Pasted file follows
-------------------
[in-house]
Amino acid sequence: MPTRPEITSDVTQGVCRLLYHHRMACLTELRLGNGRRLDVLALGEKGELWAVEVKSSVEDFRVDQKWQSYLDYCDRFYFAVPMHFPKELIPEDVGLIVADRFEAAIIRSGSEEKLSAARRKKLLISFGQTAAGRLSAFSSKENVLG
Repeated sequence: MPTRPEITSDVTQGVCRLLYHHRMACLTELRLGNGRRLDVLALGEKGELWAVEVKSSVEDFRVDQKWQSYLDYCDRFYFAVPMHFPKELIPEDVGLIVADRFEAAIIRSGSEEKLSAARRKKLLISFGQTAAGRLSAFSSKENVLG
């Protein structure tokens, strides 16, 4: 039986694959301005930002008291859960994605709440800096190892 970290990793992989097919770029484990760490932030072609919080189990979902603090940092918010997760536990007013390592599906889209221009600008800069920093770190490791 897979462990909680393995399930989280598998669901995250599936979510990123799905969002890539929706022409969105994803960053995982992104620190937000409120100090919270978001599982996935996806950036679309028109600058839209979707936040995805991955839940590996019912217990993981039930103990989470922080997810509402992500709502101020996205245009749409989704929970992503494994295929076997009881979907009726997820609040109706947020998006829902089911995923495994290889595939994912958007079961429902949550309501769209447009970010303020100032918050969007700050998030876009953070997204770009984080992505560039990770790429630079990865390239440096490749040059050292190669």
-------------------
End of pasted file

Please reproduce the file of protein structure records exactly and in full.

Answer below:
[in-house]
Amino acid sequence: MPTRPEITSDVTQGVCRLLYHHRMACLTELRLGNGRRLDVLALGEKGELWAVEVKSSVEDFRVDQKWQSYLDYCDRFYFAVPMHFPKELIPEDVGLIVADRFEAAIIRSGSEEKLSAARRKKLLISFGQTAAGRLSAFSSKENVLG
Repeated sequence: MPTRPEITSDVTQGVCRLLYHHRMACLTELRLGNGRRLDVLALGEKGELWAVEVKSSVEDFRVDQKWQSYLDYCDRFYFAVPMHFPKELIPEDVGLIVADRFEAAIIRSGSEEKLSAARRKKLLISFGQTAAGRLSAFSSKENVLG
């Protein structure tokens, strides 16, 4: 039986694959301005930002008291859960994605709440800096190892 970290990793992989097919770029484990760490932030072609919080189990979902603090940092918010997760536990007013390592599906889209221009600008800069920093770190490791 897979462990909680393995399930989280598998669901995250599936979510990123799905969002890539929706022409969105994803960053995982992104620190937000409120100090919270978001599982996935996806950036679309028109600058839209979707936040995805991955839940590996019912217990993981039930103990989470922080997810509402992500709502101020996205245009749409989704929970992503494994295929076997009881979907009726997820609040109706947020998006829902089911995923495994290889595939994912958007079961429902949550309501769209447009970010303020100032918050969007700050998030876009953070997204770009984080992505560039990770790429630079990865390239440096490749040059050292190669």